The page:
Another thing I like about the French is the food and their attitude to it, but here something is going terribly wrong. The French are able to cook like almost no other nationality, and they have exported their skills. We’ve learned a lot of them, and put them into practice. We’ve learned from a lot of other people, as we had no one to learn from over here. Apart from Saint Delia and that geezer wot is saving our kid’s school dinners. Elisabeth David brought us olive oil, and a load of recipes from the Med, when the prevailing wisdom here was that olive oil should inserted in the ear for an earache. Now we actually use it on salad in place of salad cream which was not cream and was not pleasant. Our salads were n’t up to much either.

One could get a decent meal almost anywhere in France, and motorway service areas served food that was passable and coffee that was so strong it would enable the sleepiest of drivers to stay awake and alert for at least 400 miles per cup. And it was served in a white china cup. Not anymore. Service areas are awash with coffee machines and if you do go and get a ‘cup’ from the counter, it will more than likely be a paper one. Whereas over here our Service Stations are better than they have ever been. The one in Gloucester, where there is no branding of any kind is a beacon of good taste and a magnet for local people searching for good food items.Take a look or call in Gloucester Services and these days one does not have to go far to search for good food in the UK. It’s everywhere. Whereas in France they have taken backward steps.

It’s time for them to learn a few of their own lessons from us. To import what they exported to us: the love of food and coffee. I am naturally hoping that their new President will be reading this and will be taking steps to improve matters quickly before it’s too late.

I’m not expecting him to apologise. They never do. That’s one thing that will never change.


 

Another feature of my trip was a meeting with a French woman who was an English teacher. She spoke superb English without the slightest Fench accent. Yet we have Frenchmen over here who’ve lived here for years, like that chef Raymond Buerre Blanc or whatever he’s called, sounds like e as joost left le bateau een Porsmoof. Now there’s a word in English that the French can never pronounce: Portsmouth. It’s torture for them. They get their own back by naming a French south western seaside town : Royan.This is a word beyond the ability of an English person to pronounce properly. So we’re even.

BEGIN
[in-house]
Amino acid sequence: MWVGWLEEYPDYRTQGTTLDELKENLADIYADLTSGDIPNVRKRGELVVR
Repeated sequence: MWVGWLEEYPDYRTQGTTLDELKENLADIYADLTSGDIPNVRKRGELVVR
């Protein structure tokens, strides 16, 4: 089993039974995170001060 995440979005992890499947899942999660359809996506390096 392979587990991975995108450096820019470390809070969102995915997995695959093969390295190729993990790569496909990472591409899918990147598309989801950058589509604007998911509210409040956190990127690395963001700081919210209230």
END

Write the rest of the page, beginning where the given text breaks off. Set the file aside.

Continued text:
Au revoir. Vive La France!

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This is me in typical French holiday fashion gear, it was chucking it down.
As we say: We brought the English weather with us. Yes, I’d packed it with the
shorts I’m wearing now I’m back in England.

 

 

British Railway Station kiosk reader, is this accurate today?Perhaps not.

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Another in my series of black and white drawings about the British and reviewing this today, it seems perhaps that it may be a bit dated. Artists sometimes talk about their work in terms of how they have been inspired by others, and what they were trying to do. Well this is supposed to be about those people who’s job is to sell  newspapers and magazines, none of which are normally of great literary merit. I imagined that perhaps there exists somewhere a newspaper seller that spends his or her ‘downtime’ reading the classics whilst surrounded by all the other stuff.

Our man here is reading ‘Far from the Madding Crowd’ a favourite of mine in the literature stakes. It’s interesting to note that Thomas Hardy who wrote this classic, wrote many of his stories in episodic chapters, to go into ‘journals’ that would no doubt have been found at Railway stations a little like this one, for passengers to read on their journey.

This Railway station is an amalgam of places like Paddington and others where large column dominated. The soot from the previous train generations cooked them into  areas lit sometimes only by the light of the kiosk. This has changed and a recent visit to Birmingham’s New Street station with it’s acres of carefully designed and beautifully lit concourse gives the lie to this drawing, perhaps. However, there was something quite romantic and mysterious about these old Victorian Sooty monliths.

I’ve always had the feeling that these people who inhabit these little workplaces are never closed and perhaps live in an underground shelter beneath.

This drawing, along with loads more, will be in the Exhibition in August which is from 16th August to the 22nd at the Gardens Gallery, Montpellier, Cheltenham. Come along and say hello, I’ll be there every day.

More about the theme of the show can be found right here: Pont: Graham Laidler, and the British Character

Bookseller